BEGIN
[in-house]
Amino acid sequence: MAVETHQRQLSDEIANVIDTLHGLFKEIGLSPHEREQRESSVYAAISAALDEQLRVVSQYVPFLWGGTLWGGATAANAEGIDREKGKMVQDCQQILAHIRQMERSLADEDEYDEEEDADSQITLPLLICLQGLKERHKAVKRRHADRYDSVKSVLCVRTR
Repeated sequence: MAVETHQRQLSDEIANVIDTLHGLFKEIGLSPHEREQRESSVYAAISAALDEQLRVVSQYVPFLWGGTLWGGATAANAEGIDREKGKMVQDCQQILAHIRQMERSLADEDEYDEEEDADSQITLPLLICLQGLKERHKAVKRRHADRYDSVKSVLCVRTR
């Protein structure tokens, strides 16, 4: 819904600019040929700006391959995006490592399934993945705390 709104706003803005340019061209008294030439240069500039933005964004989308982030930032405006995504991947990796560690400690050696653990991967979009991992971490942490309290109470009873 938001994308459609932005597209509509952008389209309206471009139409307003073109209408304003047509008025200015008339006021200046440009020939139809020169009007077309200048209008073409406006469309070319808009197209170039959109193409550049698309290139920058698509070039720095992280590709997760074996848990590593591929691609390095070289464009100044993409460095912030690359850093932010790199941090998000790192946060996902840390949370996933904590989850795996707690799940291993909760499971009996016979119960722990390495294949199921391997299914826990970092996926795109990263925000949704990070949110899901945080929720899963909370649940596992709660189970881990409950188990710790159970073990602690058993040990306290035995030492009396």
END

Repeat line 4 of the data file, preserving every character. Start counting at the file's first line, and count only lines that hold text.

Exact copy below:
């Protein structure tokens, strides 16, 4: 819904600019040929700006391959995006490592399934993945705390 709104706003803005340019061209008294030439240069500039933005964004989308982030930032405006995504991947990796560690400690050696653990991967979009991992971490942490309290109470009873 938001994308459609932005597209509509952008389209309206471009139409307003073109209408304003047509008025200015008339006021200046440009020939139809020169009007077309200048209008073409406006469309070319808009197209170039959109193409550049698309290139920058698509070039720095992280590709997760074996848990590593591929691609390095070289464009100044993409460095912030690359850093932010790199941090998000790192946060996902840390949370996933904590989850795996707690799940291993909760499971009996016979119960722990390495294949199921391997299914826990970092996926795109990263925000949704990070949110899901945080929720899963909370649940596992709660189970881990409950188990710790159970073990602690058993040990306290035995030492009396």